From Wikipedia, the free encyclopedia. Marianne Sägebrecht (born 27 August 1945, Starnberg, Bavaria) is a German actress, most famous for her appearance in the movies Sugarbaby, Bagdad Café, and The War of the Roses.
This Rubenesque character player with a heart-shaped face and child-like features began her career as a leading producer and performer of Germany's alternative theater/cabaret scene. The eclectic background of Marianne Sägebrecht included stints as a medical lab assistant and magazine assistant editor before she found her calling in show business. Claiming to be inspired by Bavaria's mad King Ludwig II, she became known as the "mother of Munich's sub-culture" as producer and performer of avant-garde theater and cabaret revues, particularly with her troupe Opera Curiosa. Spotted by director Percy Adlon in a 1977 production of Adele Spitzeder in which she essayed the role of a delicate prostitute, Sägebrecht was cast as Madame Sanchez/Mrs. Sancho Panza in Adlon's TV special Herr Kischott (1979), a spin on Don Quixote. The director put her in his 1983 feature The Swing in a small role and then created the leading role of Marianne, an overweight mortician in love with a subway conductor, in Sugarbaby (1985) especially for her.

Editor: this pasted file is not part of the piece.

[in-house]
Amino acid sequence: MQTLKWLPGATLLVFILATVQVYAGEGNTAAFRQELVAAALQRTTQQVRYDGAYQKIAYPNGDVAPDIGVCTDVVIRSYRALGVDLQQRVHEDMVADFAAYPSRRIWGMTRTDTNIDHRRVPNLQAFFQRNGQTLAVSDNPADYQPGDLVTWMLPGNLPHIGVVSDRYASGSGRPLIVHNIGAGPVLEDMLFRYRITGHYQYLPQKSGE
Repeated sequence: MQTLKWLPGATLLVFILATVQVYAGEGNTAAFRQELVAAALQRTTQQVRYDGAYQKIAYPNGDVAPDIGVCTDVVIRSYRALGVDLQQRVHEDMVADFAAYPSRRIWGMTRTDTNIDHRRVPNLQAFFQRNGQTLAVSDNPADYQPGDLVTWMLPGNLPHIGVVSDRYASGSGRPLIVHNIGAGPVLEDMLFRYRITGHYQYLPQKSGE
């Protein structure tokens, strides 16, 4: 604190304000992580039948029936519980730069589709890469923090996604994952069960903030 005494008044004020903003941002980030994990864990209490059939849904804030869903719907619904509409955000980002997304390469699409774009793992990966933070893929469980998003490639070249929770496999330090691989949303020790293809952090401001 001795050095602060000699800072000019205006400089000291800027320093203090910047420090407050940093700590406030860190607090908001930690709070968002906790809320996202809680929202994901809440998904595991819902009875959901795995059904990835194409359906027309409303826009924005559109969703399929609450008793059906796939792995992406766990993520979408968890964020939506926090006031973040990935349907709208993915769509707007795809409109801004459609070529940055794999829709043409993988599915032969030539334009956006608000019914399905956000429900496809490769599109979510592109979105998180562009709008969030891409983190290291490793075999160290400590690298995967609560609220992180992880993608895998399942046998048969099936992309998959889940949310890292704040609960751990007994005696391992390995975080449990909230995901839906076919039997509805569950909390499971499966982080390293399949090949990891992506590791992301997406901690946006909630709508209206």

American films beckoned as well and Sägebrecht was often cast in roles tailored to her unique abilities. Paul Mazursky reworked the part of a teutonic masseuse for her in Moon over Parador (1988) while Danny DeVito tailored the part of the German housekeeper for a divorcing couple in The War of the Roses (1989). Returning to Germany, she shone as the timid maid in the 1930s who marries her Jewish employer for convenience then falls in love in Martha and I (1990; released in the USA in 1995). Sägebrecht headlined the black comedy as an unhappy wife whose straying husband plots her death in Mona Must Die (1994) and had small supporting parts in The Ogre (1996) and Left Luggage (1998).
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